The existence of humanistic documents such as the UDHR are indicative of the far-reaching vision of the imperial powers who always planned for future challenges way before they actually arose. These powers knew that they would not be able to physically enslave nations and needed to dominate them in other, more subtle ways. Therefore, they transformed their hard power in to soft power and began dominating other nations through such internationally recognized documents.[67]

A proof as to the fact that the imperial powers are still dominating and enslaving other nations is that these powers are still brutally destroying any nation that stands up to them. They commit the same kinds of crimes against humanity that they used to a few centuries ago in much larger scales today though; they have only found new ways to justify them by referring to the documents that they themselves have drafted and forced upon other nations![68]

This new sort of imperialism is what sociologists refer to as “soft imperialism”, a much more effective tool in the hands of imperial powers to dominate and enslave other nations.[69]

 

 

 

 

 

[1] The Message of Imam Amir Al Mu’minīn (‘a), vol. 2, p. 440.

[2] Ibid, p. 268.

[3] Ibid.

[4] The Worldwide Government of Mahdi (‘a), p. 39.

[5] Ibid.

[6] Ibid.

[7] Ethics in the Quran, vol. 2, p. 43.

[8] Ibid.

[9] The Reasons behind the Underdevelopment of the East, p. 82.

[10] The speech of Grand Ayatollah Makarem Shirazi in a meeting with the head and the members of the Council of Quranic Studies of the Islamic Seminary in Qom, on 15.10.1393 Sh.  

[11] The Reasons behind the Underdevelopment of the East, p. 84.

[12] Ibid.

[13] Ibid, p. 85.

[14] Ibid, p. 86.

[15] The Message of Imam Amir Al Mu’minīn (‘a), vol. 11, p. 155.

[16] The Encyclopedia of Comparative Fiqh, vol. 2, p. 55.

[17] Ibid.

[18] For more information refer to: Islam and Economic Challenges, pp. 55-57.

[19] The Encyclopedia of Comparative Fiqh, vol. 2, p. 55.

[20] For more information refer to the book “Iqtiṣādunā” by Shahid Ṣadr, p. 35.

[21] The Encyclopedia of Comparative Fiqh, vol. 2, p. 56.

[22] The Return and the Afterlife, p. 54.

[23] Ibid.

[24] Ibid.

[25] Ibid, p. 55.

[26] Ibid.

[27] Ibid.

[28] The Message of the Quran, vol. 3, p. 414.

[29] Ibid.

[30] Surah Al Baqarah, v. 284.

[31] The Encyclopedia of Comparative Fiqh, vol. 2, p. 107.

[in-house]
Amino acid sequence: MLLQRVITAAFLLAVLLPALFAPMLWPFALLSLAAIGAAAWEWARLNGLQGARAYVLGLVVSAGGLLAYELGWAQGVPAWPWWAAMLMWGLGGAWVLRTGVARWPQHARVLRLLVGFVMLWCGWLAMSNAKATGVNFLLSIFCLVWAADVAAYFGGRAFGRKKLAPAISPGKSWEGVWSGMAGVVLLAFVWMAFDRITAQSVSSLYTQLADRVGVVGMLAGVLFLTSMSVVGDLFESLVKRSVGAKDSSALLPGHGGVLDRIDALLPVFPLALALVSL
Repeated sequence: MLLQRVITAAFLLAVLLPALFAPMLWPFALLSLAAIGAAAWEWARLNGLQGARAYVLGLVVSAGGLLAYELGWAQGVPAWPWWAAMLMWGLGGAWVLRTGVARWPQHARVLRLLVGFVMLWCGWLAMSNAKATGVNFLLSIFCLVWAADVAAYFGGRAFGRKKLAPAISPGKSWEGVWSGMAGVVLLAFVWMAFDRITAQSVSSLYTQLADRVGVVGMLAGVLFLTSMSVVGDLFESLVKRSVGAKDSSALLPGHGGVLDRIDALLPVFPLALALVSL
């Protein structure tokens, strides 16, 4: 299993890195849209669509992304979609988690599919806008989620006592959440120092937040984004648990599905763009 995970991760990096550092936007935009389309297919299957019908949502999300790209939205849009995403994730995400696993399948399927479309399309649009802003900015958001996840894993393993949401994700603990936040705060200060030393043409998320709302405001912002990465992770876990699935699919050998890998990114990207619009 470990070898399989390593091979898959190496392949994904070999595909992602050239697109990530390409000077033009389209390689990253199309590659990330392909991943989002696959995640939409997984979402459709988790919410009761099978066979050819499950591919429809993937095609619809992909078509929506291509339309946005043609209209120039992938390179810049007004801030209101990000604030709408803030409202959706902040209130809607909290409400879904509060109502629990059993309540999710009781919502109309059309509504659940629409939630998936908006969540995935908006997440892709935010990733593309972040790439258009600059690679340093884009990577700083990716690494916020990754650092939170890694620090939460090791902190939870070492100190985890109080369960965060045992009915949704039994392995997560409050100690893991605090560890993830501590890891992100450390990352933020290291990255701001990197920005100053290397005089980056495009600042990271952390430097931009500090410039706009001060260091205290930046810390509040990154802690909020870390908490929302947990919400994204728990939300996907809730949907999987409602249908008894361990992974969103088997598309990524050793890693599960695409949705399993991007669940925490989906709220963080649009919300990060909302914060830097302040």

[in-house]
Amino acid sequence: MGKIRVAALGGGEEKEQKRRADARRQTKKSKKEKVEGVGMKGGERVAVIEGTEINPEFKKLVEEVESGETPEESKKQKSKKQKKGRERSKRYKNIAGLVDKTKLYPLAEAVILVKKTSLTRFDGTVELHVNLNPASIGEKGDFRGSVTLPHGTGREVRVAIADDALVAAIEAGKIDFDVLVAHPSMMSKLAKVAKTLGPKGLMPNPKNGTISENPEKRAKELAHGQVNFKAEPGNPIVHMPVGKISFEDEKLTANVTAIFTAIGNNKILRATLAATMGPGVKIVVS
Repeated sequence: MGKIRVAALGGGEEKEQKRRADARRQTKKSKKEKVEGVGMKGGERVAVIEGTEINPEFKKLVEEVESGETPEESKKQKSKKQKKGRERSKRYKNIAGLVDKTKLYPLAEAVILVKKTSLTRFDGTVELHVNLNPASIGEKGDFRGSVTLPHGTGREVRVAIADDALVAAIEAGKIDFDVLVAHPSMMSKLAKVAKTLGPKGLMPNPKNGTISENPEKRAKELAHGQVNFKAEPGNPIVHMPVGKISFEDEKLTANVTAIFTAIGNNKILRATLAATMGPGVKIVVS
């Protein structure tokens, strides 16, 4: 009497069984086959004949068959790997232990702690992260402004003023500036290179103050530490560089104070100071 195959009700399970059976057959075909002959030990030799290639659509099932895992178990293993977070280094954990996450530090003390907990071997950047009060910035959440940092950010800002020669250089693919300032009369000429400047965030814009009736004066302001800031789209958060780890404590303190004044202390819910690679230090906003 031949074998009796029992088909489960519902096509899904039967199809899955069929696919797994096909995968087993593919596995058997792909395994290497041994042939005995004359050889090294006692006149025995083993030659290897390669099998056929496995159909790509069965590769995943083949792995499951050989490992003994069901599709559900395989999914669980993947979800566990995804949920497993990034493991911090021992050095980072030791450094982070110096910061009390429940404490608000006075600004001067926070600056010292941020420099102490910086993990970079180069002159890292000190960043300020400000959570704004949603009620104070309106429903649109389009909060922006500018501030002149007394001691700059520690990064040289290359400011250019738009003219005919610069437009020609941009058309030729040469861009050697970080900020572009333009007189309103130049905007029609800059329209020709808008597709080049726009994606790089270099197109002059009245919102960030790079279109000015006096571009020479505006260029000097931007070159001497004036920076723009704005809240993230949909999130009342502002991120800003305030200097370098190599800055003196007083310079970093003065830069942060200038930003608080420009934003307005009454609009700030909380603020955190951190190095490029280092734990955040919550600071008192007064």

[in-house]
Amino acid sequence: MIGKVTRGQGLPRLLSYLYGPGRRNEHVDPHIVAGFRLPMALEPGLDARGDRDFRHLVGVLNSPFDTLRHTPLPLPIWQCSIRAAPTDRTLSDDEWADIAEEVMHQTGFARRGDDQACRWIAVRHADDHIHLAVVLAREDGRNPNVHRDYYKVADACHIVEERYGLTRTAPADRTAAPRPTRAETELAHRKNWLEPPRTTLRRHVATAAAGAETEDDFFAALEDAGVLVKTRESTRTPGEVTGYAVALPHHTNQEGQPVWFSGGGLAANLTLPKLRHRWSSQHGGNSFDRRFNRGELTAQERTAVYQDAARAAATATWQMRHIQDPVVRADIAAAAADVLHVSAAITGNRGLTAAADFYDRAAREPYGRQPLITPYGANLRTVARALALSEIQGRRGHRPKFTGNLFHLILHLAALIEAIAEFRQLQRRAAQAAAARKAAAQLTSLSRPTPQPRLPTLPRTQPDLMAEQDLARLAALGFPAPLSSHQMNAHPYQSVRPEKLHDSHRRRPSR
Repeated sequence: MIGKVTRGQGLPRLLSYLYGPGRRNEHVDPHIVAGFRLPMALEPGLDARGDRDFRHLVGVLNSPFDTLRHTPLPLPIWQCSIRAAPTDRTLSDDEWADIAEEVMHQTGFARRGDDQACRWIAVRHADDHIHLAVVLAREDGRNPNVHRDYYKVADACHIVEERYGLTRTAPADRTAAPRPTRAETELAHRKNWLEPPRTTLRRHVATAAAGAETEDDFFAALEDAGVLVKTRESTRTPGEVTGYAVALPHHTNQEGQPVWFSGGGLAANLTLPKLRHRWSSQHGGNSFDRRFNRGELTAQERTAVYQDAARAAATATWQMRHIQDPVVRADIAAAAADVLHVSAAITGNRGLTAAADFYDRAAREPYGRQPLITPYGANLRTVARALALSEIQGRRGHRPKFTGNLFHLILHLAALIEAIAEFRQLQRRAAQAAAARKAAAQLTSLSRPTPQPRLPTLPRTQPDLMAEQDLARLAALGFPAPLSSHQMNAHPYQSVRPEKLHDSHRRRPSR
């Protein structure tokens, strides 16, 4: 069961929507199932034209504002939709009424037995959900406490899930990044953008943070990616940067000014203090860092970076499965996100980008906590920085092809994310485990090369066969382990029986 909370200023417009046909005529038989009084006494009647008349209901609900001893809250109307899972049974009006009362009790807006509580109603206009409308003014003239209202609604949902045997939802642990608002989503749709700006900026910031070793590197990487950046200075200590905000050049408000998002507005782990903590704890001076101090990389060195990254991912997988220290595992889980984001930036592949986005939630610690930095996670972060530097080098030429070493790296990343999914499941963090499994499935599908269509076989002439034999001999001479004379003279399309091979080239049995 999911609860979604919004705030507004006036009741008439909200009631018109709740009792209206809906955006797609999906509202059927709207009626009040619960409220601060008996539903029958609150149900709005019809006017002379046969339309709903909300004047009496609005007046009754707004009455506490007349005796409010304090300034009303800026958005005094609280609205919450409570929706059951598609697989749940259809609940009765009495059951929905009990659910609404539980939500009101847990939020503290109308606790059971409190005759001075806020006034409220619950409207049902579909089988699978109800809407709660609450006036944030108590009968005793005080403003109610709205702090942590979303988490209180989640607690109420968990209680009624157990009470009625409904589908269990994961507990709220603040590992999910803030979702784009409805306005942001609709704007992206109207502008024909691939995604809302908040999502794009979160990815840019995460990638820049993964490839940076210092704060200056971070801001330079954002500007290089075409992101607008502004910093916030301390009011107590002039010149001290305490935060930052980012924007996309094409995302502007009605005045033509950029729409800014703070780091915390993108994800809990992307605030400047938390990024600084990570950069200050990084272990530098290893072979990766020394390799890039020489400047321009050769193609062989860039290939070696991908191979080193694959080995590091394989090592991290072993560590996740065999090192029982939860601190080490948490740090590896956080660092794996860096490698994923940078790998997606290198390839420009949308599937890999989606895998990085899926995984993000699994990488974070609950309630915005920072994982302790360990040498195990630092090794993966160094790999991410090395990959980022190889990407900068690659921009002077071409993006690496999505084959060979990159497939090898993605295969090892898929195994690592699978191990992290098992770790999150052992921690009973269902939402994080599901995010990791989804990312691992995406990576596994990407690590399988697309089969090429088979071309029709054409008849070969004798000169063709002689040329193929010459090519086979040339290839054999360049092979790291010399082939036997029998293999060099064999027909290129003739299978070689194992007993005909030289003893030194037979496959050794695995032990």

[32] The Message of the Quran, vol. 3, p. 415.

[33] Ibid, vol. 5, p. 194.

[34] Tafsīr Nemūneh, vol. 24, p. 186.

[35] Islam in a Glance, p. 17.

[36] Ibid, p. 18.

[37] Beautiful Parables of the Quran, vol. 2, p. 134.

[38] Ibid.

[39] Ibid.

[40] The Rise and Fall of Western Liberalism, p. 38.

[41] The Beautiful Parables of the Quran, vo. 2, p. 134.

[42] Islamic Ethics as Reflected in Nahj Al Balāghah [Based on the Muttaqīn Sermon], vol. 2, p. 30.

[43] Guidelines of Islamic Economy, p. 18.

[44] Ibid, p. 108.

[45] Religions Q&As, p. 458.

[46] The Beacon of Guidance, p. 218.

[47] Islamic Ethics as Reflected in Nahj Al Balāghah [based on the Muttaqīn Sermon], vol. 2, p. 30.

[48] The Encyclopedia of Comparative Fiqh, vol. 2, p. 29.

[49] Islamic Ethics as Reflected in Nahj Al Balāghah [based on the Muttaqīn Sermon], vol. 2, p. 29.

[50]  Ibid, p. 30.

[51] For more information refer to: Universal Declaration of Human Rights, articles 2,3,29, & 30.

[52] The Encyclopedia of Comparative Fiqh, vol. 1, p. 637.

[53] For more information refer to: Universal Declaration of Human Rights, articles 4, 5, 11, 13, 14, 16.

[54] The Encyclopedia of Comparative Fiqh, vol. 1, p. 637.

[55] The Message of the Quran, vol. 10, p. 143.

[56] The Encyclopedia of Comparative Fiqh, vol. 1, p. 659.

[57] General Rules of Law, p. 66.

[58] [58] The Encyclopedia of Comparative Fiqh, vol. 1, p. 642.

[59] For more information refer to: The Philosophy of Law, vol. 1, pp. 244-245; General Rules of Law, pp. 80-81.

[60] The Encyclopedia of Comparative Fiqh, vol. 1, p. 659.

[61] Ibid, vol. 2, p. 279.

[62] The Message of the Quran, vol. 10, p. 68.

[63] Ibid.

[64] The Encyclopedia of Comparative Fiqh, vol. 1, p. 634.

[65] The Message of the Quran, vol. 10, p. 68.

[66] The Secret Behind the Underdevelopment of the East, p. 110.

[67] Ibid, p. 111.

[68] Ibid, p. 86.

[69] Ibid, p. 111.


Published on: « 2018/12/11 »